Use one of three propagation techniques to clone your lilacs.

Syringa Propagation

by Julie Richards

The sweet smell of Syringa bushes, commonly called lilac, permeates the air from spring to early summer, depending on the variety of lilac you grow. These deciduous shrubs grow in full sun or partial shade in shades of white, yellow, purple, pink and lavender. Many species grow in U.S. Department of Agriculture plant hardiness zones 3 through 9. The old-fashioned types grow in the cooler regions, but the hybrid Chinese lilac (Syringa chinensis) does well in the warmer regions. No part of the lilac bush is toxic, so it is a safe plant. Propagation is done through cuttings, layering or off-shoots.

1. Rooting Lilac Cuttings

Lilac cuttings root best when taken during the late spring or just after the bush stops flowering. The wood is considered softwood, which means it is still green but firm. Use a rooting medium that's equal parts coarse sand, peat moss and perlite and dampen it before putting it in the pot. Remove all but the top two leaves on the cutting, coat the bottom with the hormone and stick the cutting into the rooting medium. A rooting hormone on the bottom 3 inches of the cutting helps encourage rooting. Cover the container with a clear plastic bag and set in a bright spot. Remove the plastic daily for about an hour. The cuttings will root in four to six weeks.

2. Layering Lilacs

You can air layer or soil layer a lilac stem to produce another plant. Layering means a stem is wounded and dressed so the damaged area produces roots. Once the roots develop, you can sever the upper portion, just below the new root ball, and transplant the new lilac bush into the garden. To air layer the stem, remove only the outer bark from a portion of healthy stem so the cambium layer is exposed. Wrap the wound in moist sphagnum moss and seal the entire area with clear plastic that is secured at the top and bottom of the moss. Once you see roots growing in the moss, it is time to sever the new plant. To soil layer, pull a low-growing stem to the soil surface and wound the section of the stem that touches the soil. Bury the wounded section in a trench, with the leaf end coming out the other end of the trench. Sever the new plant from the mother plant the following spring.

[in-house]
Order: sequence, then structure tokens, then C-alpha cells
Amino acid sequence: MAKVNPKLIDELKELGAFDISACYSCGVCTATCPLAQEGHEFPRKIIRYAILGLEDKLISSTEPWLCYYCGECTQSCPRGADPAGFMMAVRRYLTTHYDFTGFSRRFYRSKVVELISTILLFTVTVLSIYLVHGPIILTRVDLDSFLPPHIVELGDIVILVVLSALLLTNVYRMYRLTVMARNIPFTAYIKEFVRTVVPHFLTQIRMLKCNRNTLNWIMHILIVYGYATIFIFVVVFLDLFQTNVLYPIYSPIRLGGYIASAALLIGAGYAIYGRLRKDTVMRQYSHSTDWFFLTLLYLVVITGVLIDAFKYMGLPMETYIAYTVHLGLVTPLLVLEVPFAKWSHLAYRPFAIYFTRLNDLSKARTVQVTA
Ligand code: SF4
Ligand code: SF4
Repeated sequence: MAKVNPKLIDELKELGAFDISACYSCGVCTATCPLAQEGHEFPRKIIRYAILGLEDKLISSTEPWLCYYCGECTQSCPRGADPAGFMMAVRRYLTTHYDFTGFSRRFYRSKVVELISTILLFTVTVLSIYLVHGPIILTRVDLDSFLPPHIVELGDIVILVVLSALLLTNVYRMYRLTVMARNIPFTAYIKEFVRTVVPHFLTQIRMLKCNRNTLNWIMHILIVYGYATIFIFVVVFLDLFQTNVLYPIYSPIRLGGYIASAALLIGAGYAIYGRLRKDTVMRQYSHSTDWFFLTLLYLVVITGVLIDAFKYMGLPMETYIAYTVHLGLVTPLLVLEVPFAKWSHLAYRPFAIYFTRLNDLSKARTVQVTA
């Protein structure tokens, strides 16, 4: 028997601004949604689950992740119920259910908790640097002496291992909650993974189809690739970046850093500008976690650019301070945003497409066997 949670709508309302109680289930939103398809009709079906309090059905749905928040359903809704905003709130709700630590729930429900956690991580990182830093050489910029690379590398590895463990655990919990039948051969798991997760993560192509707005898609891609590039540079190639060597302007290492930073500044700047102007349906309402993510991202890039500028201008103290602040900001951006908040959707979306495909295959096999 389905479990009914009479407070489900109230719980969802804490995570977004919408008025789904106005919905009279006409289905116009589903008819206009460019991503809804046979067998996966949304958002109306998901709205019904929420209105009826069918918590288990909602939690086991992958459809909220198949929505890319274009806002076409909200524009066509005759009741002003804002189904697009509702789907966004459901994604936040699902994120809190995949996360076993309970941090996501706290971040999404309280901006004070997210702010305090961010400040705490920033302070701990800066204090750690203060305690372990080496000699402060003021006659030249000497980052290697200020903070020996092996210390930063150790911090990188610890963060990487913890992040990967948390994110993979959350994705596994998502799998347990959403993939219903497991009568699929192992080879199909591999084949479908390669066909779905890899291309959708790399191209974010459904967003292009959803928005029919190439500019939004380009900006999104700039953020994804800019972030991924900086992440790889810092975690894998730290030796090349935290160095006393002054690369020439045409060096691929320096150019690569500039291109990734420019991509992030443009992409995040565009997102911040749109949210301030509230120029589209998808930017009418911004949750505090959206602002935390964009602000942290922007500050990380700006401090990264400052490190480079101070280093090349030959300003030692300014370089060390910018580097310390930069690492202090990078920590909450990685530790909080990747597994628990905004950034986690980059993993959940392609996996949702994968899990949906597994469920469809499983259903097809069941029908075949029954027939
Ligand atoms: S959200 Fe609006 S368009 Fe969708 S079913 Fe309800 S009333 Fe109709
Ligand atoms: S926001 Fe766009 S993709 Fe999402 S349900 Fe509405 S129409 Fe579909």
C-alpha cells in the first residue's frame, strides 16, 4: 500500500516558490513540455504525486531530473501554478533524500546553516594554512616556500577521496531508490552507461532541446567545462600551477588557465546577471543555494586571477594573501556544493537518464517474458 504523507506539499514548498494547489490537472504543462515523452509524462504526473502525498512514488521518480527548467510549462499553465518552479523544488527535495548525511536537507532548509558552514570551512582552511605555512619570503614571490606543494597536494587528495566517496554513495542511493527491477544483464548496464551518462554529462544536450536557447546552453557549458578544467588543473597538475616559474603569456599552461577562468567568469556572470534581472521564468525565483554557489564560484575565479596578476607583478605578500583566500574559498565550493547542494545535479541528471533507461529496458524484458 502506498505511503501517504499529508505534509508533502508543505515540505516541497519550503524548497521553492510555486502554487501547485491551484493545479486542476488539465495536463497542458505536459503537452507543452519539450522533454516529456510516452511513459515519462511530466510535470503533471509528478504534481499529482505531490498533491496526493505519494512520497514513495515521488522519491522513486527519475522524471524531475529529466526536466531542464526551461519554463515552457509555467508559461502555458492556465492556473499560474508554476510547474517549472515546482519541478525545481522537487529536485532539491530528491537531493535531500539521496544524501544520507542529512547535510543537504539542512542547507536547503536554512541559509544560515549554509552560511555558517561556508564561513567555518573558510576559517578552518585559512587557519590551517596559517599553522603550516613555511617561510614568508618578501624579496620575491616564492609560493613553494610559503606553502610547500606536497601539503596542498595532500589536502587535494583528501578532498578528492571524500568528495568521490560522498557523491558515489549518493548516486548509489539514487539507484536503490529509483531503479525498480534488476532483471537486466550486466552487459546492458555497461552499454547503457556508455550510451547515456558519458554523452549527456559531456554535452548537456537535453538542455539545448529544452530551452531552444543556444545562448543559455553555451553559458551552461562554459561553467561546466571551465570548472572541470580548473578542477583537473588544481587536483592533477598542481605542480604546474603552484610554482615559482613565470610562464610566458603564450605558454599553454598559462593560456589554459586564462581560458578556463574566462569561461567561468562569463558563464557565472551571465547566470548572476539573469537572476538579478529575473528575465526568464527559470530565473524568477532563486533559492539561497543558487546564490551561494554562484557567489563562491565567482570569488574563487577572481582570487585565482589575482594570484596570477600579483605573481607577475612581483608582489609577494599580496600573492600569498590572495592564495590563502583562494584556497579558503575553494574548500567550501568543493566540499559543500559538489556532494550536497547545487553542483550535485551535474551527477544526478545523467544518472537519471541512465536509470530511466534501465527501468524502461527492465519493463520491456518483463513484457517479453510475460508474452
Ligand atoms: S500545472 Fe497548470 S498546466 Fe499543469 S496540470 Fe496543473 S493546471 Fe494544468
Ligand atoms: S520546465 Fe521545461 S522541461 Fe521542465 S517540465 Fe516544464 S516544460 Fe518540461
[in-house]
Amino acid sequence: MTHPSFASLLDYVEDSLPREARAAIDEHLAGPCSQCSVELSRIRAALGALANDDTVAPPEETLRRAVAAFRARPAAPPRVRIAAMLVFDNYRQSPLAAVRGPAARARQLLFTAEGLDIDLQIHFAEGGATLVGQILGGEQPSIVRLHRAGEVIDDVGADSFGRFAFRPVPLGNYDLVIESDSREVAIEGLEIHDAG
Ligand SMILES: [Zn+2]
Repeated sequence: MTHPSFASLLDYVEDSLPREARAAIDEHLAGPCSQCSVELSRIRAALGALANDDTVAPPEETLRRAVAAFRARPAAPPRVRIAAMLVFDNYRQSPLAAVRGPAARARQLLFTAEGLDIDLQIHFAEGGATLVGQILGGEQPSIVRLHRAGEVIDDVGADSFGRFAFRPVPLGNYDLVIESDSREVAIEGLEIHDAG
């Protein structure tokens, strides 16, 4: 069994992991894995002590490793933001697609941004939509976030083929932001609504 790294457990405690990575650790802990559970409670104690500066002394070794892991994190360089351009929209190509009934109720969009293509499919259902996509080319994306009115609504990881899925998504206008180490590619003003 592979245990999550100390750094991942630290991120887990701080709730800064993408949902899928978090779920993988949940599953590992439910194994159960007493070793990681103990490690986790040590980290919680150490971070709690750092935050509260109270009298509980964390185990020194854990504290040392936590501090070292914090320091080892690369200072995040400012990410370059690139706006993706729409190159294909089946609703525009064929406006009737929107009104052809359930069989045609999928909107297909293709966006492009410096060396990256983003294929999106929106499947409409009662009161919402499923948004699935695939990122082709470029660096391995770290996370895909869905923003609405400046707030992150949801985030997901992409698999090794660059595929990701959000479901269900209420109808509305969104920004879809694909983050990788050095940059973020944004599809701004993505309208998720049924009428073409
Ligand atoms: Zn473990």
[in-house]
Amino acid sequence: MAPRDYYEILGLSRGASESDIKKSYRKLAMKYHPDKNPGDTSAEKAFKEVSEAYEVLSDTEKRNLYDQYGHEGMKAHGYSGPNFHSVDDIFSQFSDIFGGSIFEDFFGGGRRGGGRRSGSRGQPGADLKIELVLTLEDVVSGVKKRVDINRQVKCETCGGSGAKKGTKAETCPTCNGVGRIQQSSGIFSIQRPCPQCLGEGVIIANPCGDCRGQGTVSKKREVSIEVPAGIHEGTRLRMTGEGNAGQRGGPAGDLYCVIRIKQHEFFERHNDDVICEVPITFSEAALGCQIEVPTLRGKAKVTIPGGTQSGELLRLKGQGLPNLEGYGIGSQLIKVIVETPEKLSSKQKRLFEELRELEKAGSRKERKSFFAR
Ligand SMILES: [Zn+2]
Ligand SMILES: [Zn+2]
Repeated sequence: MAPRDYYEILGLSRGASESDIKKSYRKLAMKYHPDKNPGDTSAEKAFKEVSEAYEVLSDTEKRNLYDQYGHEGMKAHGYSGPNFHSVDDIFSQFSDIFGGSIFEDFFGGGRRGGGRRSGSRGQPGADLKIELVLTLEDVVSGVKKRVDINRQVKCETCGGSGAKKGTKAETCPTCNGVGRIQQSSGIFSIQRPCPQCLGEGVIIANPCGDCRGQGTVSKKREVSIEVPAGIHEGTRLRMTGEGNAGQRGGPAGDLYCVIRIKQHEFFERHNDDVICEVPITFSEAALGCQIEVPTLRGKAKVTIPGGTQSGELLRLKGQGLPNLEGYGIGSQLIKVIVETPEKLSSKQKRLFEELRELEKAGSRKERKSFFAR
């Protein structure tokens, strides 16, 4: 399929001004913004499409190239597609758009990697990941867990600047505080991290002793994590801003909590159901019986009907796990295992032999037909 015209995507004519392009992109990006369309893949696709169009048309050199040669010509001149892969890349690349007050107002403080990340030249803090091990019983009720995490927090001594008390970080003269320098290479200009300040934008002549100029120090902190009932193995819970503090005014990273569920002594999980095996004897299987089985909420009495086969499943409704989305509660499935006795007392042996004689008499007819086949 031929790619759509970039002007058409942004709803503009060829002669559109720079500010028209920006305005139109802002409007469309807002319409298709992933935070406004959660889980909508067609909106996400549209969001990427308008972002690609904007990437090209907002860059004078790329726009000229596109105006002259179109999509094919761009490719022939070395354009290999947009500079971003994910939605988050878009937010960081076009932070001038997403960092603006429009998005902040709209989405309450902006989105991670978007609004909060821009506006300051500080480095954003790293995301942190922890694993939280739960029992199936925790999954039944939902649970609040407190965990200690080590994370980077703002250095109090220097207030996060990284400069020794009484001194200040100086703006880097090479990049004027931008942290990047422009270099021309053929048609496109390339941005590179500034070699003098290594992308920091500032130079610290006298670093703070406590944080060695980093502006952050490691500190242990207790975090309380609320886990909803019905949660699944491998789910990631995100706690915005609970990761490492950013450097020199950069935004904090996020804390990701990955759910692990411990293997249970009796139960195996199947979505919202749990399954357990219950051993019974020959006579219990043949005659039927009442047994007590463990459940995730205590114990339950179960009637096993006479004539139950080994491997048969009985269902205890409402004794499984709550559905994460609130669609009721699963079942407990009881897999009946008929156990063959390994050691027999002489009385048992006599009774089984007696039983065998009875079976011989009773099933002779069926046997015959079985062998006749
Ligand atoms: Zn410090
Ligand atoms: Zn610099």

3. Digging Suckers

Lilac shrubs produce new shoots, called suckers, at the base of the parent plant. These suckers grow from the main root system and can survive on their own when they reach about 6 to 12 inches tall. Carefully dig the sucker so you bring as many roots as you can with it. The sucker may be attached to the main root system so you must cut the shoot from the parent plant. Transplant the sucker where you want it in the garden. Keep the new plant watered well until it becomes established.

4. Rootstock

Many lilac bushes sold at garden centers are grafted onto rootstock that is less susceptible to disease or pest infestations. This means the lilac you buy has one type of lilac for the roots and another for the stems, leaves, branches and flowers. The cuttings taken from grafted shrubs may be a different size than your lilac. The same is true of the plants propagated through layering. If you dig up suckers from the parent shrub, the suckers may produce a different color bloom than the lilac you are growing.

About the Author

Julie Richards is a freelance writer from Ohio. She has been writing poetry and short stories for over 30 years, and published a variety of e-books and articles on gardening, small business and farming. She is currently enrolled at Kent State University completing her bachelor's degree in English.

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